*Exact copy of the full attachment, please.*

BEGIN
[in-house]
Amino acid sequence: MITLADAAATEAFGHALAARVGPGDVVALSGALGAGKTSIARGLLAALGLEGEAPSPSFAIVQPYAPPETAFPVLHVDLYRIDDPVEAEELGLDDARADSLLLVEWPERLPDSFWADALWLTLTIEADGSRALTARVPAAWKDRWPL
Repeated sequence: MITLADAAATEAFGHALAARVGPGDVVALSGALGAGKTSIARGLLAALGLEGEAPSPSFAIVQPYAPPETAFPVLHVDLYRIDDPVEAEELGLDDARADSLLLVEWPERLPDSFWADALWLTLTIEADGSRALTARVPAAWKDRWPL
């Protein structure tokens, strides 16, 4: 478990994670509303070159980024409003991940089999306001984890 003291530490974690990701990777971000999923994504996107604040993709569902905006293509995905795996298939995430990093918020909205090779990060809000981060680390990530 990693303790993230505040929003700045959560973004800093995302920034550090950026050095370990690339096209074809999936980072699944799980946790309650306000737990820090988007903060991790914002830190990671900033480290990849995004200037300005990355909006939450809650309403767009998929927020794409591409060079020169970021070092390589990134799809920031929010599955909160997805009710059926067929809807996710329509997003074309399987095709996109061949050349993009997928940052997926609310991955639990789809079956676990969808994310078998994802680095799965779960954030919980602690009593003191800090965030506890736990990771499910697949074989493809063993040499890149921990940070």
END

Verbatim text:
[in-house]
Amino acid sequence: MITLADAAATEAFGHALAARVGPGDVVALSGALGAGKTSIARGLLAALGLEGEAPSPSFAIVQPYAPPETAFPVLHVDLYRIDDPVEAEELGLDDARADSLLLVEWPERLPDSFWADALWLTLTIEADGSRALTARVPAAWKDRWPL
Repeated sequence: MITLADAAATEAFGHALAARVGPGDVVALSGALGAGKTSIARGLLAALGLEGEAPSPSFAIVQPYAPPETAFPVLHVDLYRIDDPVEAEELGLDDARADSLLLVEWPERLPDSFWADALWLTLTIEADGSRALTARVPAAWKDRWPL
């Protein structure tokens, strides 16, 4: 478990994670509303070159980024409003991940089999306001984890 003291530490974690990701990777971000999923994504996107604040993709569902905006293509995905795996298939995430990093918020909205090779990060809000981060680390990530 990693303790993230505040929003700045959560973004800093995302920034550090950026050095370990690339096209074809999936980072699944799980946790309650306000737990820090988007903060991790914002830190990671900033480290990849995004200037300005990355909006939450809650309403767009998929927020794409591409060079020169970021070092390589990134799809920031929010599955909160997805009710059926067929809807996710329509997003074309399987095709996109061949050349993009997928940052997926609310991955639990789809079956676990969808994310078998994802680095799965779960954030919980602690009593003191800090965030506890736990990771499910697949074989493809063993040499890149921990940070």